Springfield, MO

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Regent Bank recruits Bear State execs for Springfield launch

Move comes ahead of Arvest Bank’s purchase of Bear State Bank

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A team of former Bear State Bank employees started a Regent Bank loan production office for Tulsa, Oklahoma-based Regent Capital Corp.

Craig Dunn, who most recently served as regional president for Bear State Bank, was hired by Regent to lead the local office as president. After discussing the opportunity with Regent Bank officials, Dunn signed on and said he was given the opportunity to create his own team for the Springfield market – Regent’s first outside of Oklahoma.

Dunn chose Mike McGoldrick, a senior vice president at Bear State, and Nick Burlison and Kim Cash, both vice presidents for Bear State’s local operations. McGoldrick and Burlison were hired as senior vice presidents of commercial lending for Regent Bank, and Cash’s new role is vice president and director of cash management. Former Bear State employees Nancy Deckard and Amy Poe, brought on as loan assistants, round out Regent’s six-person starter team in Springfield.

“That’s a pretty good-size team to take on a new market,” Dunn said. “That will keep us fully staffed for some period of time.”

Regent Bank officially launched in Springfield on Feb. 23, operating out of a temporary office at 3556 S. Culpepper Circle, Ste. 1. By mid-April, Dunn and crew expect to relocate to a 6,000-square-foot former Regions Bank at 3271 E. Battlefield Road, owned by attorney Aaron Sachs.

Regent Bank’s entry into the market – and its recruitment of Bear State Bank employees – comes as Arvest Bank prepares to close on its $391 million purchase of Bear State Financial Inc. (Nasdaq: BSF), the Little Rock, Arkansas-based holding company of Bear State Bank. The deal is expected to close in the first quarter.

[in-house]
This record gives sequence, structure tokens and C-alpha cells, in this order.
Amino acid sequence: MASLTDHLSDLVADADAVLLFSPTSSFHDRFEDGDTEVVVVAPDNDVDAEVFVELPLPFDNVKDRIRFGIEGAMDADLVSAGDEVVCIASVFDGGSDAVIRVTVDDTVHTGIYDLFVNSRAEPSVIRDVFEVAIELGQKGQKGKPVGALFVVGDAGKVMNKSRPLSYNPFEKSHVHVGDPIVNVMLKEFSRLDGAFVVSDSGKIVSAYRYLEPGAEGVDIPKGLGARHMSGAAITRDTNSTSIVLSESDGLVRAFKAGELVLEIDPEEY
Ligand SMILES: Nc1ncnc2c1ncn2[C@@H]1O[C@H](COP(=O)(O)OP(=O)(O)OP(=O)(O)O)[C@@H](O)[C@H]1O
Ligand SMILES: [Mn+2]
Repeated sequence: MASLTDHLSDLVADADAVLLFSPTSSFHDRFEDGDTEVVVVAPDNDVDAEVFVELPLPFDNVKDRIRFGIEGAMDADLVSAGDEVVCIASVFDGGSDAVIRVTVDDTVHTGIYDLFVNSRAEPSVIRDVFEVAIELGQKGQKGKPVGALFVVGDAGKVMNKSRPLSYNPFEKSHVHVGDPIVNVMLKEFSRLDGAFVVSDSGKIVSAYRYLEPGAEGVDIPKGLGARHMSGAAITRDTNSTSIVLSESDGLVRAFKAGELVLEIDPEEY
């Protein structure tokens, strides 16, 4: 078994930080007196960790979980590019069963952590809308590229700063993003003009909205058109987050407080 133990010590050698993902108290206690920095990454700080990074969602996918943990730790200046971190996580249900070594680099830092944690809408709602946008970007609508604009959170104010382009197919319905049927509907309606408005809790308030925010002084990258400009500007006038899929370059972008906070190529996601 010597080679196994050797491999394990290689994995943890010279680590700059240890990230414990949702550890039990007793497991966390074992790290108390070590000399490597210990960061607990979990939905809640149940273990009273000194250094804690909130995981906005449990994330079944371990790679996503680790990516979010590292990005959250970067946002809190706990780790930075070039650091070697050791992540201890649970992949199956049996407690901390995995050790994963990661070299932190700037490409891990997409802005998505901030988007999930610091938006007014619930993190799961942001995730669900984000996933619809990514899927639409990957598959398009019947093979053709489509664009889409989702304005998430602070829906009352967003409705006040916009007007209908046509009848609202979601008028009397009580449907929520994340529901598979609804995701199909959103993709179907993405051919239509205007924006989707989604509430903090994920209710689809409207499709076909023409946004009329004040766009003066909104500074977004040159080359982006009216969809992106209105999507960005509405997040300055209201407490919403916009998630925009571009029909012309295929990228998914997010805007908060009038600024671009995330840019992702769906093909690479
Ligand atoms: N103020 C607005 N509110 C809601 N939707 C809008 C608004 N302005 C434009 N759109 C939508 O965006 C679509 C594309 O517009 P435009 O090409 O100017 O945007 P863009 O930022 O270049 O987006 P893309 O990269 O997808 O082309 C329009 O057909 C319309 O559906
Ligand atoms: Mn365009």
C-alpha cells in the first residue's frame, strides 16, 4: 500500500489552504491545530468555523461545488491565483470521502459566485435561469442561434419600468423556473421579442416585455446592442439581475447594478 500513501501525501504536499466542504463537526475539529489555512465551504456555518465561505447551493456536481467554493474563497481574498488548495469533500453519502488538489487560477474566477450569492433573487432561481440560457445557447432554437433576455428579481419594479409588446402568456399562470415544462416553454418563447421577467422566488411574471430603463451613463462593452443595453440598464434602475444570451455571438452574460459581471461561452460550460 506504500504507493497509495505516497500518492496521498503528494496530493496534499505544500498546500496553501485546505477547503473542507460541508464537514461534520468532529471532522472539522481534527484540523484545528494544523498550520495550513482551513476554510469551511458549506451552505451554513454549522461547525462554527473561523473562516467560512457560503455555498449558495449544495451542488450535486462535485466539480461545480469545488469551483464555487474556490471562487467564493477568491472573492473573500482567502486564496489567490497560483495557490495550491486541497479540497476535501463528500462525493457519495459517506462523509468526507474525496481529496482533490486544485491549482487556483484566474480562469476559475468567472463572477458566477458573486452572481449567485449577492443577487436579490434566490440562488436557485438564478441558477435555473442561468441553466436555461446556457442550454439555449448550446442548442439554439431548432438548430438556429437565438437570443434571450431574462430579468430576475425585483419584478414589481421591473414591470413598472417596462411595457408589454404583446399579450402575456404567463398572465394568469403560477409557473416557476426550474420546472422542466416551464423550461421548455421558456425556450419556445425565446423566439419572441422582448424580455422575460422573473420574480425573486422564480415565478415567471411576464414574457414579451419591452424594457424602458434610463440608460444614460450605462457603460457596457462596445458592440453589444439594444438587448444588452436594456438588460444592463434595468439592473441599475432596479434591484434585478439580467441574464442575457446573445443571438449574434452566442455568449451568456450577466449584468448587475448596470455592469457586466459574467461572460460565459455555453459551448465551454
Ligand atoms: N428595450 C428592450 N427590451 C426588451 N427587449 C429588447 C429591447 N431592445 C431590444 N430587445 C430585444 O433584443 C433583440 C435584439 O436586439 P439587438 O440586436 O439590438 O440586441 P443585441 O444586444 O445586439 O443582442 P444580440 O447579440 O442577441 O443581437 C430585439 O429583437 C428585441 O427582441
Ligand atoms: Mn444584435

Dunn said the transaction represented a chance for Regent to make a splash in the market.

“Anytime an employer announces it’s going to be acquired, that opens up doors of opportunity. That’s exactly what happened in my case,” he said of the recruitment process. “It’s nothing negative against Bear State or Arvest. Those are good banks, but the opportunity came.”

Dunn said Regent Bank officials sought him out to get a foothold in the Springfield market. He said Regent Bank’s culture of autonomy for its offices was key.

“Their belief is to hire great people and let them do their job,” he said. “We know this market and have done very well as a team.”

Dunn said officials plan to convert the loan production office into a full-service branch, but a concrete timeline is not in place.

Purchased by Regent Capital Corp. in 2008, the 120-year-old Regent Bank has $450 million in assets and 90 employees at branches in Tulsa, Oklahoma City and Nowata, Oklahoma.

The bank’s ownership structure comprises 180 regional investors, including Chuck Woolley, principal with The Kingsley Group, a Springfield-based business brokerage firm. Woolley is the only member of the 12-person board of directors who doesn’t live in Oklahoma. Dunn said the investors vote annually on various decisions for the privately held company. He was unaware of any other local investor-owners.


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